A new phishing campaign has been discovered targeting cryptocurrency hardware wallet firm Trezor.
These wallets allow crypto users to store their funds offline, instead of in a “hot wallet” (a mobile or desktop app), or with a third party (an exchange, a custody service, or a lending/borrowing firm). Hardware wallets, also known as “cold wallets” are generally considered a more secure way to store cryptocurrencies, compared to alternatives.
That also means that anyone who is serious about cryptocurrencies (and has a lot of value) is likely to keep them in cold storage, making Trezor users an attractive target for cybercriminals.
“Securing” a broken wallet
In this new campaign, Trezor users began receiving SMS messages warning them of a “data breach” by the company, and urging them to “secure” their devices immediately. The SMS message also contains a hyperlink that victims must visit.
“Trezor Suite has recently suffered a security breach, consider all your assets vulnerable. Please follow the security procedure to secure your assets: https://www.techradar.com/news/major-new-crypto-wallet-phishing-campaign-targets-trezor-users,” the message read.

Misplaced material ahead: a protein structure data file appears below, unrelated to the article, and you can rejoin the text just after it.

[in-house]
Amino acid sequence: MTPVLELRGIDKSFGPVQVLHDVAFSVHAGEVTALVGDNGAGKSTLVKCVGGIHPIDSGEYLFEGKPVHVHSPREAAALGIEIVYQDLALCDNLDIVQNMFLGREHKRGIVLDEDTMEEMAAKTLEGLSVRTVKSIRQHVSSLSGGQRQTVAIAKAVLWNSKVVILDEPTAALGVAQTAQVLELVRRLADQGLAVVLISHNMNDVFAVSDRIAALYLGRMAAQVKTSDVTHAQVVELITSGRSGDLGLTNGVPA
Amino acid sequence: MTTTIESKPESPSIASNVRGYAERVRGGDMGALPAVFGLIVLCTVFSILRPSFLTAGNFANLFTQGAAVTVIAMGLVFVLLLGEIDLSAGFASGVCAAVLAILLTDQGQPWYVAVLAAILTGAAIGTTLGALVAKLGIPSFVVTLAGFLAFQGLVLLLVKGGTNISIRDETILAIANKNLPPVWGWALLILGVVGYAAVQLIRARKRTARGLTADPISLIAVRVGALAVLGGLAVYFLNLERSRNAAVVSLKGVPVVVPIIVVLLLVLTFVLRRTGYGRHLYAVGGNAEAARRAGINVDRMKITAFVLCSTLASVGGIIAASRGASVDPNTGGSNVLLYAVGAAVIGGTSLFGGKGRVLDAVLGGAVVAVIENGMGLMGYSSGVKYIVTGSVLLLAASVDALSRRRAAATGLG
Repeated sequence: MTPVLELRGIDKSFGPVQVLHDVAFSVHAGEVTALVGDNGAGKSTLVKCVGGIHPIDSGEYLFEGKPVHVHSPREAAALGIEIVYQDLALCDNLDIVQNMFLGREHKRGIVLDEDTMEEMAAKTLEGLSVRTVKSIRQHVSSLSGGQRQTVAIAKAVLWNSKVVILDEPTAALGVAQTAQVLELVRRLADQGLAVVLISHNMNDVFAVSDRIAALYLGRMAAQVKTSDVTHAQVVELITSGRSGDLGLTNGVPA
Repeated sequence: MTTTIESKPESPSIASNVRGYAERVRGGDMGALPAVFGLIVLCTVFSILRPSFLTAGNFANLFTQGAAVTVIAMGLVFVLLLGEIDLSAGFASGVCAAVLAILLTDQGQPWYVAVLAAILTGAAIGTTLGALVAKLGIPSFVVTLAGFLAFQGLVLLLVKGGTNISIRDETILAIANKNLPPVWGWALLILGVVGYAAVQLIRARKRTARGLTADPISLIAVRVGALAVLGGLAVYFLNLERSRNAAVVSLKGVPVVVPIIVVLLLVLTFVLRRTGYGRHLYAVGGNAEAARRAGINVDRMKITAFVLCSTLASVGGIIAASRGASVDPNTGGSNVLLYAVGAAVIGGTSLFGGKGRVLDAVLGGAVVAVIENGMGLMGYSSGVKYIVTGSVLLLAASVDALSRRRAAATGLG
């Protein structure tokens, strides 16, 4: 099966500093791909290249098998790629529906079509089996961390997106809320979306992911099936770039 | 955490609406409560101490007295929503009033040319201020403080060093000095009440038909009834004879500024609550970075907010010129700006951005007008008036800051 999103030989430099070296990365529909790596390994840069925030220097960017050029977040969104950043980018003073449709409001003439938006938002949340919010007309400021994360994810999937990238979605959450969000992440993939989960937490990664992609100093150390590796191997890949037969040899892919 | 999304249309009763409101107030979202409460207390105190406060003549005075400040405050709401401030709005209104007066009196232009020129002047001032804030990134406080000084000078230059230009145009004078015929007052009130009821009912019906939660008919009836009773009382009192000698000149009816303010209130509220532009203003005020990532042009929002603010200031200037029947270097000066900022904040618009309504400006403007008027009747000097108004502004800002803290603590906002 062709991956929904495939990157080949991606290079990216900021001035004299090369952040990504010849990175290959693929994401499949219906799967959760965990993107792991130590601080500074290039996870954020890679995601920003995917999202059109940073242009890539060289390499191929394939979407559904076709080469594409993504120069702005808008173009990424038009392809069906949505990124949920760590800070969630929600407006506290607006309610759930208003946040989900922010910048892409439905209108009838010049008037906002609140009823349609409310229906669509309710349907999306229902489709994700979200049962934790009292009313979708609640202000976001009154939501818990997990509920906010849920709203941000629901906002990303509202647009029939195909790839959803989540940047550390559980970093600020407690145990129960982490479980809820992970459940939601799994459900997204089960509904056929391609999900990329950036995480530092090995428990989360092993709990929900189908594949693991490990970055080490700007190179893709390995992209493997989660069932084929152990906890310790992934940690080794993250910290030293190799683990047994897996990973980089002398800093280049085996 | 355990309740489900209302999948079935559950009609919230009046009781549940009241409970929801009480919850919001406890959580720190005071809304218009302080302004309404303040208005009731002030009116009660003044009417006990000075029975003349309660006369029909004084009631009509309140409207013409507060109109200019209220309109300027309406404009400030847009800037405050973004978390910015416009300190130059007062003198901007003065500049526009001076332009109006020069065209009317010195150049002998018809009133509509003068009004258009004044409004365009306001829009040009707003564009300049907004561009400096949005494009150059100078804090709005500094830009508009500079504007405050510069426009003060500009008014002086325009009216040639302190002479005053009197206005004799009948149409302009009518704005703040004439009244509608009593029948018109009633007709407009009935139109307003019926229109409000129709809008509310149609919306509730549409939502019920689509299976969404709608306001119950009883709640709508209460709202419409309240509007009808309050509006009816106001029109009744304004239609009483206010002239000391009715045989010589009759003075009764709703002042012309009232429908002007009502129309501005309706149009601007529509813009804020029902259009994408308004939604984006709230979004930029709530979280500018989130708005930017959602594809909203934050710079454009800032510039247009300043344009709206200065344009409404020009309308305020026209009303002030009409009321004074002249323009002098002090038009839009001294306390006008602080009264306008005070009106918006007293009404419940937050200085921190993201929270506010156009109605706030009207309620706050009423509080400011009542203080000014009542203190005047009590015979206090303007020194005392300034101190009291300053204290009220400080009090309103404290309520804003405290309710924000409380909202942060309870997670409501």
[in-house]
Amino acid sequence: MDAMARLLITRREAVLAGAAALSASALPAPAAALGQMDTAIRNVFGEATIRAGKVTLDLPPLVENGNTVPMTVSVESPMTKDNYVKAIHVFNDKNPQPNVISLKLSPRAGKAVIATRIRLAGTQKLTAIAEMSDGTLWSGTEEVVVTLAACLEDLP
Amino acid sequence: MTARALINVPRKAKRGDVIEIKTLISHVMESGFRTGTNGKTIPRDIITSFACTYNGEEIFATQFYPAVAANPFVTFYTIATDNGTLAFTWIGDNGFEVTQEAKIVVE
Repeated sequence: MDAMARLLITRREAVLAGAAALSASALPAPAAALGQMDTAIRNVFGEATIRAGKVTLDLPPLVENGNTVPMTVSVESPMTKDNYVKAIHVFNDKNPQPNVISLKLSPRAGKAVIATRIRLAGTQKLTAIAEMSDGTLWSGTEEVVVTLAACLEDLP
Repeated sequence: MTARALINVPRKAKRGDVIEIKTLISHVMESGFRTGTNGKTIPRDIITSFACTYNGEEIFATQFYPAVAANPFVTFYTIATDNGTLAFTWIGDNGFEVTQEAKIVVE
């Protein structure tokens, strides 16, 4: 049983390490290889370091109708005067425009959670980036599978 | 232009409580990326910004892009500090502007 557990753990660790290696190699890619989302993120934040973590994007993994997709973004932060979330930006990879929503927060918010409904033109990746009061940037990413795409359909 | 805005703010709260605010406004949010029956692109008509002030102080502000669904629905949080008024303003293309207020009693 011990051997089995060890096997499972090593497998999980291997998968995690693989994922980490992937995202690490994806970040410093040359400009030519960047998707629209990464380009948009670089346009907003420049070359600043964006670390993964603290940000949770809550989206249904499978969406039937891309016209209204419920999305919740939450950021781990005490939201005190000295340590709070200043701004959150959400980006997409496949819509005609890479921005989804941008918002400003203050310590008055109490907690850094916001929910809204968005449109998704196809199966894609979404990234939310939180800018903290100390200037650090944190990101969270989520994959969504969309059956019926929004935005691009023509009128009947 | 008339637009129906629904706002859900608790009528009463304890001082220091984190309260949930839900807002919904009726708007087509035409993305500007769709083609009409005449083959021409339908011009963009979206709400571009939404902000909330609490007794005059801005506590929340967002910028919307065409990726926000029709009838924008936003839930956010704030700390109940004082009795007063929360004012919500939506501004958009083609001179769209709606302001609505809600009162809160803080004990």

Anyone who visits the link will see a fake Trezor website with the message “Your assets may be at risk!” and a Start button where users can “secure” their properties. The first step in this process is to enter the recovery seed.
The recovery seed, usually a set of 12 or 24 words, is used to restore a wallet, if the old device is stolen or destroyed. Anyone with the seed word can restore the wallet and get full access to the funds. So, if the victim ends up entering this information on the phishing page, they are essentially giving the attackers full access to their wallet, which they can later use to withdraw any and all account funds.
Trezor was alerted to the new campaign and took to Twitter to warn its customers that it was being imitated. (Opens in a new tab), and don’t fall for the trick. The company also said it was not aware of any new data breaches, so the attackers likely obtained Trezor users’ emails in the previous MailChimp incident.
Via: BleepingComputer (Opens in a new tab)